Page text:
Pioneer preps laser head-up display for 2012

The system links to a smartphone to keep drivers updated with road conditions

Pioneer is developing a head-up display for cars that links in with the navigation function available on many modern smartphones. A prototype of the device is on show this week at Japan's Ceatec electronics show, and the company said it hopes to have a commercial model available in 2012.

The prototype uses a laser to display bright, high-contrast, full-color images on a screen that would be mounted above the dashboard, between the driver and the windscreen. To the driver the projected images would appear in the lower part of the windscreen.

The screen used in the prototype is about double the size of a car's rear-view mirror, which makes it larger than most current head-up display systems.

A demonstration model was hooked up to an Android-based phone and displayed a navigation map on the left-hand side and an animated Android robot on the right-hand side that passed on information to drivers. (A video of the display can be seen on YouTube.)

The cell phone provides the visual output and network connection that keeps the system updated with road conditions and other information.

"We are currently aiming for an after-market product, but we are talking with car manufacturers," said Masaya Hashida, tech manager at Pioneer's smart vision business development department.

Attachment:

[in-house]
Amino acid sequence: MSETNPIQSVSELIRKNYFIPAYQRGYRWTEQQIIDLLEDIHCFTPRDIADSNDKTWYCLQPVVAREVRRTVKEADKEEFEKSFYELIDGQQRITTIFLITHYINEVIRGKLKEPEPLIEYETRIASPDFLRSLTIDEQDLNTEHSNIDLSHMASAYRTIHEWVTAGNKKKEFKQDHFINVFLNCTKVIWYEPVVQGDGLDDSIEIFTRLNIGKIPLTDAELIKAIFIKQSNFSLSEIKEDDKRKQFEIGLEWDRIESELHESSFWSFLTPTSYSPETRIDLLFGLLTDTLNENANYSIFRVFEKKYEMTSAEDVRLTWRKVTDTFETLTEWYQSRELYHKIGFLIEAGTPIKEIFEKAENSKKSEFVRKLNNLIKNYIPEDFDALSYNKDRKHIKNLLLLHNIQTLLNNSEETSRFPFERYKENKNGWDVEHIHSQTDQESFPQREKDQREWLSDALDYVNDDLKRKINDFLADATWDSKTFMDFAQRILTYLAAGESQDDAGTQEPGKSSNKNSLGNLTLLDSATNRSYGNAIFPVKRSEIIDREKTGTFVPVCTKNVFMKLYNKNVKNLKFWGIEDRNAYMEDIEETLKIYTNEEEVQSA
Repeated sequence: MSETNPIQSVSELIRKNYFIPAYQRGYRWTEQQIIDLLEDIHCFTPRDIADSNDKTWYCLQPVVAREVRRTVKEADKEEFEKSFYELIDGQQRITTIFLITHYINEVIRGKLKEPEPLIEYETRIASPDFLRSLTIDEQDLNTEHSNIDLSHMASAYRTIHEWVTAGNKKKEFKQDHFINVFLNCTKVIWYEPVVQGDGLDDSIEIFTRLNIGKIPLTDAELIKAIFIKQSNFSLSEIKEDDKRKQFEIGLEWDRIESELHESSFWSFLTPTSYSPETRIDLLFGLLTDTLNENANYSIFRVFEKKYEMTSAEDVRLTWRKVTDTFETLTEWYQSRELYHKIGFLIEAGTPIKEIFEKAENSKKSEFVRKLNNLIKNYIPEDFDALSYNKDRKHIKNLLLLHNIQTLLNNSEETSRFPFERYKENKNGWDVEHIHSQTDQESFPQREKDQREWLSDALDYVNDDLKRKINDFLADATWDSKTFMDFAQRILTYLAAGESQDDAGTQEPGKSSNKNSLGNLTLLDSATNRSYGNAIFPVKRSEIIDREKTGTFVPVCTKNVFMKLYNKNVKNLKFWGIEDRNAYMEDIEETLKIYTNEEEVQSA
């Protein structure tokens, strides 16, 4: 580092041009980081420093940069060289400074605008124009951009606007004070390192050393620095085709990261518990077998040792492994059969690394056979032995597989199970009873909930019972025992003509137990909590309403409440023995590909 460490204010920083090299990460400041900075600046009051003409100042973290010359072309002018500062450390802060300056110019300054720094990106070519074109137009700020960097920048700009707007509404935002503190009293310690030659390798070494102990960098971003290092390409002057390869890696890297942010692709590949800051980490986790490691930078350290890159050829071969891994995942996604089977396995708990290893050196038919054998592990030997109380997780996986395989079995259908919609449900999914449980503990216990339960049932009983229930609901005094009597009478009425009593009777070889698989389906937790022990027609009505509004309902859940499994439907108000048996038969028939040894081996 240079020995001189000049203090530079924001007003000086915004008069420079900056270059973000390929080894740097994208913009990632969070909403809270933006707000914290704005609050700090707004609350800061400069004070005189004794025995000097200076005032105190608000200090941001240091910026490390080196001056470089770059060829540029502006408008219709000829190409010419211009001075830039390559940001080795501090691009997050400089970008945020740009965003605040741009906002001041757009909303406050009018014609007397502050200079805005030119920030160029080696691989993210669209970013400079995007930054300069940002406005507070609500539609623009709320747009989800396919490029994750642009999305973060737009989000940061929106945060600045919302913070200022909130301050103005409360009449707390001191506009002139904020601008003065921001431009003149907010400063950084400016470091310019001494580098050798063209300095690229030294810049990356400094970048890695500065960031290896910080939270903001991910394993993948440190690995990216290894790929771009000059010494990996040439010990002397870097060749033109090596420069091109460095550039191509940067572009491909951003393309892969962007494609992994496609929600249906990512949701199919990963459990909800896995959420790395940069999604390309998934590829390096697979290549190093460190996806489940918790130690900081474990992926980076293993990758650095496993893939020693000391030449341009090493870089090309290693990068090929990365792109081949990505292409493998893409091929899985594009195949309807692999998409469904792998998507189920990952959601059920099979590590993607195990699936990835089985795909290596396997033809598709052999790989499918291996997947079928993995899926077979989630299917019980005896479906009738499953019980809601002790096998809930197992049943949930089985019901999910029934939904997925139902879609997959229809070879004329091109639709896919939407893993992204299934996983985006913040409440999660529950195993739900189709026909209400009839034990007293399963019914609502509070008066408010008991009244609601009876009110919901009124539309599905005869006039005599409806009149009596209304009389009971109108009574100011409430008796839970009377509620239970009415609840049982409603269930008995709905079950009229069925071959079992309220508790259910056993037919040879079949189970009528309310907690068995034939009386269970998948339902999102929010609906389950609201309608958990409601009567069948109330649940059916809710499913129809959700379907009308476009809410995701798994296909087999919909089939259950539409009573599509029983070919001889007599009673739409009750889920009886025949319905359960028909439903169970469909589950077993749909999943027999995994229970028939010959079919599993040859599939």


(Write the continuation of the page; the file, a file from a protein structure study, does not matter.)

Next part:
A network link is becoming an increasingly popular feature in navigation systems. About 20 percent of systems sold in 2010 will include network connectivity and this will rise to 90 percent of systems, amounting to 27 million units, in 2017, according to forecasts released Thursday by InStat.

The most common feature in connected navigation systems is the ability to download the latest road conditions. Some systems use the link to update databases of convenience stores and gas stations, and some provide daily updates to gas prices.

"Static databases will become a thing of the past in automotive navigation during the next 10 years," Egil Juliussen, principal automotive analyst and fellow for iSuppli, said in a statement. "Connectivity means motorists will have multiple options in terms of on-board and off-board navigation resources."

Martyn Williams covers Japan and general technology breaking news for The IDG News Service. Follow Martyn on Twitter at @martyn_williams. Martyn's e-mail address is martyn_williams@idg.com

From CSO: 7 security mistakes people make with their mobile device
Join the discussion
Be the first to comment on this article. Our Commenting Policies